Spread a little sunshine

Spread a little sunshine

All the world loves a clown, right? A clown with 15 years' experience wants to teach performing, but you also have to be willing to practise the craft on your own


Tony Leung, or Wing Wing, has been a clown for 15 years.
Tony Leung, or Wing Wing, has been a clown for 15 years.
Photo: K.Y. Cheng/SCMP
Tony Leung Kin-win's job is to make people laugh. For 15 years, he's been known around Hong Kong as Wing Wing the clown. It's more challenging than you might think: how do you spread rays of sunshine, no matter how you feel?

Getting started:

"I love magic and used to spend a lot of time hanging out in shops that sell magic props," Leung says. "Then I was invited by the boss of a shop to perform, and that is how I started my clown career.

"There is no systematic training for clowns in Hong Kong, which is why I am working with Yan Oi Tong and the Juggling Home of Hong Kong to develop a certification course in clowning and performing."

The course will teach the basics, including juggling, magic tricks, comedy and clown make-up skills, Leung says. Anyone 18 years old or above may apply.

Moving up:

New clowns can't expect many jobs. They might have to offer to perform for free to try to build their reputations. Word-of-mouth promotion is important. As a clown becomes more famous, he or she will be able to charge more and get more chances to perform.

Way to the top:

Practice makes perfect and hard work pays off. Clowning is very physically demanding, so clowns need to work really hard to keep their bodies in good shape.

Tricks and gimmicks are ever-changing, so a clown should do research to keep up to date.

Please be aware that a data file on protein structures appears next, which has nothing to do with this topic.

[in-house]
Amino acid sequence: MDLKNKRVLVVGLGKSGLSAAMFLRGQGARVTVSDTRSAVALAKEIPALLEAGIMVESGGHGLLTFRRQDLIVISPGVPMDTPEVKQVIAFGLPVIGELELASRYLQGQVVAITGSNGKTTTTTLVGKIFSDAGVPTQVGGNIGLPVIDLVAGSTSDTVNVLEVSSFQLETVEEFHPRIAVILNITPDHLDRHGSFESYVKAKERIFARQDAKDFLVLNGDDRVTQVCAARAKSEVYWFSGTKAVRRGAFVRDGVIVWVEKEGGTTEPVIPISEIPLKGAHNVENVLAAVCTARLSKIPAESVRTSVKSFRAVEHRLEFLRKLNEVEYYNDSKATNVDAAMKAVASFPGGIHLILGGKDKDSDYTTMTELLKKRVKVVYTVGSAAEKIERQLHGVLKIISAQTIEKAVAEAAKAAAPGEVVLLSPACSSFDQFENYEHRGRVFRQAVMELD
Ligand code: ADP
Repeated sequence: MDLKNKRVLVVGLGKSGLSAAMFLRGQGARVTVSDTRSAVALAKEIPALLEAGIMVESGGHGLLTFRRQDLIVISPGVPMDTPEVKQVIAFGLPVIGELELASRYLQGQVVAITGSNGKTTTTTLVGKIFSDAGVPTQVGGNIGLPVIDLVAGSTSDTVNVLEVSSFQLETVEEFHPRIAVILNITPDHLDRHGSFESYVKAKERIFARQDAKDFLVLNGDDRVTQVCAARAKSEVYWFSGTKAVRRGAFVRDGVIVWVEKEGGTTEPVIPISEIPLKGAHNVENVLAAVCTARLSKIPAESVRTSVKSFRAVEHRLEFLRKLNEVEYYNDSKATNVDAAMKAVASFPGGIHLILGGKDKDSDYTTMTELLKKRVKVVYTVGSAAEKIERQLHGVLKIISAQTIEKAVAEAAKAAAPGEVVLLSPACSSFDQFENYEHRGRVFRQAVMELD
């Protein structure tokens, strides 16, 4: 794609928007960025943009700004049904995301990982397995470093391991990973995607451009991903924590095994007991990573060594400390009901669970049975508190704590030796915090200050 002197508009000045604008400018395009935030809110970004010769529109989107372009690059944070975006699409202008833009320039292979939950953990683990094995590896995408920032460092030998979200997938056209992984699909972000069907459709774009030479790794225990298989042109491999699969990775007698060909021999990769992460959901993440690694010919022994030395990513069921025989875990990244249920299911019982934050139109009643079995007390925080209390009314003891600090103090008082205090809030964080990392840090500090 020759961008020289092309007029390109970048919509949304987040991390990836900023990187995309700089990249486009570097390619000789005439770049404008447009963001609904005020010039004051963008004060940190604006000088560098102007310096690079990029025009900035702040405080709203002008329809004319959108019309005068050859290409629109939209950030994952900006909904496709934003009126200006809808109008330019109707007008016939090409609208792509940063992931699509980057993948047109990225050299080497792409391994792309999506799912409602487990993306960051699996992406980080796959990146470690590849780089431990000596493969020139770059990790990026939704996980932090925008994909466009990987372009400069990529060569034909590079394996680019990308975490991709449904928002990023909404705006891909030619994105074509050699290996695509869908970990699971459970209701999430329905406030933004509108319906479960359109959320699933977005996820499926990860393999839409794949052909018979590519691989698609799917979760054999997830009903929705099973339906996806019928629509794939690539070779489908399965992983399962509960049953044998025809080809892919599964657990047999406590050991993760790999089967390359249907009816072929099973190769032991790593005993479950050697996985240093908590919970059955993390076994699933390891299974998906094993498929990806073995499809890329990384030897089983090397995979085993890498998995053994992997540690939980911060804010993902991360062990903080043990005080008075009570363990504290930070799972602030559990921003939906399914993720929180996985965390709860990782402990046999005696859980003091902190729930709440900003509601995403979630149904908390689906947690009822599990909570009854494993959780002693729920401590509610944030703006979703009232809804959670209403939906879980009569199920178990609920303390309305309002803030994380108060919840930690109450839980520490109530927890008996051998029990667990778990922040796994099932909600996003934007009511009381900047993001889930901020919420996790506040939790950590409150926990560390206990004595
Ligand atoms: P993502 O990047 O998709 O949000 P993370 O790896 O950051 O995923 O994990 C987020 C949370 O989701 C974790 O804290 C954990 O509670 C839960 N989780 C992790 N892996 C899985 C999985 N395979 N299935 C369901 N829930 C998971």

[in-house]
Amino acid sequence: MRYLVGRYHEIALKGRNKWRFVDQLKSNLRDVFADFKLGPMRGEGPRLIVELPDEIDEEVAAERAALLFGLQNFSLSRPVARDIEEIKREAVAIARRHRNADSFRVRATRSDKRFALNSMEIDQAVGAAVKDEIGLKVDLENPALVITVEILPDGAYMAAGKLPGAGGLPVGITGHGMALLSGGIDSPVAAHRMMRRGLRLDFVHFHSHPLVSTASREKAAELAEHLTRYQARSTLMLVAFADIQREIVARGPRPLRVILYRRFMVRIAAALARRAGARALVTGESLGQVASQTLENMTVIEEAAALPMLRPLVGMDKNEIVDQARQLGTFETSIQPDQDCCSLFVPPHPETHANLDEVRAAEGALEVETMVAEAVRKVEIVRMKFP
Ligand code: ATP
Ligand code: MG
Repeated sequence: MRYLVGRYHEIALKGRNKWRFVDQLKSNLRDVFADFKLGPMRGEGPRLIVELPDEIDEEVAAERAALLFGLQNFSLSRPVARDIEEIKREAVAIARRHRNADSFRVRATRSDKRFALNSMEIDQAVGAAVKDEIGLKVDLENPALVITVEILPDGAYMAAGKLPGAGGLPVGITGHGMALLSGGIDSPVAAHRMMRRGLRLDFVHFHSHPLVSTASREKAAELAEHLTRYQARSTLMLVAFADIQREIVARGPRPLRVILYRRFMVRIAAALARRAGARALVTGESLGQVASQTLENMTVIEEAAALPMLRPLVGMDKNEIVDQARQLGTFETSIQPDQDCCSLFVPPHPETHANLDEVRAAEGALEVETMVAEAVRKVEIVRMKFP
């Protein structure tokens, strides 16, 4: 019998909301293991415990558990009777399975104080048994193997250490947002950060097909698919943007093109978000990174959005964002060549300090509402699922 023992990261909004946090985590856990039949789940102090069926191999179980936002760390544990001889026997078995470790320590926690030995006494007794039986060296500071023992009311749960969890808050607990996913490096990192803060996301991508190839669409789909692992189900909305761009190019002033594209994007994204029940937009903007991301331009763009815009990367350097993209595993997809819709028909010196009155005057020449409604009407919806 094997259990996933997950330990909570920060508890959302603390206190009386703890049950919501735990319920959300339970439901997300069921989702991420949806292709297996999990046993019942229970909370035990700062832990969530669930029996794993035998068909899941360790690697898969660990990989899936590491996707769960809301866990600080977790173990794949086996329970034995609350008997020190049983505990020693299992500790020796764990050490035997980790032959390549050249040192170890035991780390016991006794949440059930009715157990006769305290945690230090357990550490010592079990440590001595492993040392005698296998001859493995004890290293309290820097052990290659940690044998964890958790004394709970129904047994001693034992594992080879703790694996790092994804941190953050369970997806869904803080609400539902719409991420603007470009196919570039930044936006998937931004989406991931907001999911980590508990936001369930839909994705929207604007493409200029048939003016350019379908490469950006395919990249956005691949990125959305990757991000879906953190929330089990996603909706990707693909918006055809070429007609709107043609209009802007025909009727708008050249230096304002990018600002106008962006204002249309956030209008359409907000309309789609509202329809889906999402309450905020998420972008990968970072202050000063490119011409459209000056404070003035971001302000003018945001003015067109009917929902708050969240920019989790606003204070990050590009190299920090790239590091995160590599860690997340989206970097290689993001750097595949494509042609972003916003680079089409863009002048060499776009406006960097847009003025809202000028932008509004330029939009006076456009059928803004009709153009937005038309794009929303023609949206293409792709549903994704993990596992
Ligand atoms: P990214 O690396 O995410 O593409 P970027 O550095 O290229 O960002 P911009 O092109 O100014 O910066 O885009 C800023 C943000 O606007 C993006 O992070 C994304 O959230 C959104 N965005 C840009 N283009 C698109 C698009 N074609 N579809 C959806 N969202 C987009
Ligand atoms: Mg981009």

Above all, you have to know how to deal with people. Always be cheerful. Nobody likes an unhappy clown.

If you want clients to hire you again or refer you to others, you need to build good relationships. "That's a skill young clowns often miss out on," Leung says.

Where to apply:

Most clowns work on a job-by-job basis. They're invited to perform at birthday parties, shopping malls and company events. Also, Ocean Park has openings for full-time clowns.

Rewards and benefits:

The pay depends on the quality and complexity of a clown's performance. Some charge a few hundred dollars an hour. Others receive more than HK$10,000 to do one trick that lasts a few minutes.

A day in the life:

A clown's working hours are flexible, depending on clients' demands. To have a successful show, preparation is the key. There are props and equipment that have to be packed. The first step is to ensure you packed the right things.

"I usually arrive two hours before the show starts," Leung says. "There may be a traffic jam, or I might forget to bring a certain prop. If I get there early, I'll have the flexibility to solve all the problems.

Sometimes, a clown has to hurry to more than one show a day. "I might have to get dressed and do my make-up in the car," Leung says.

"On days I don't have a performance, I will practise my craft. If you want to be successful, you have to be willing to put in the time."

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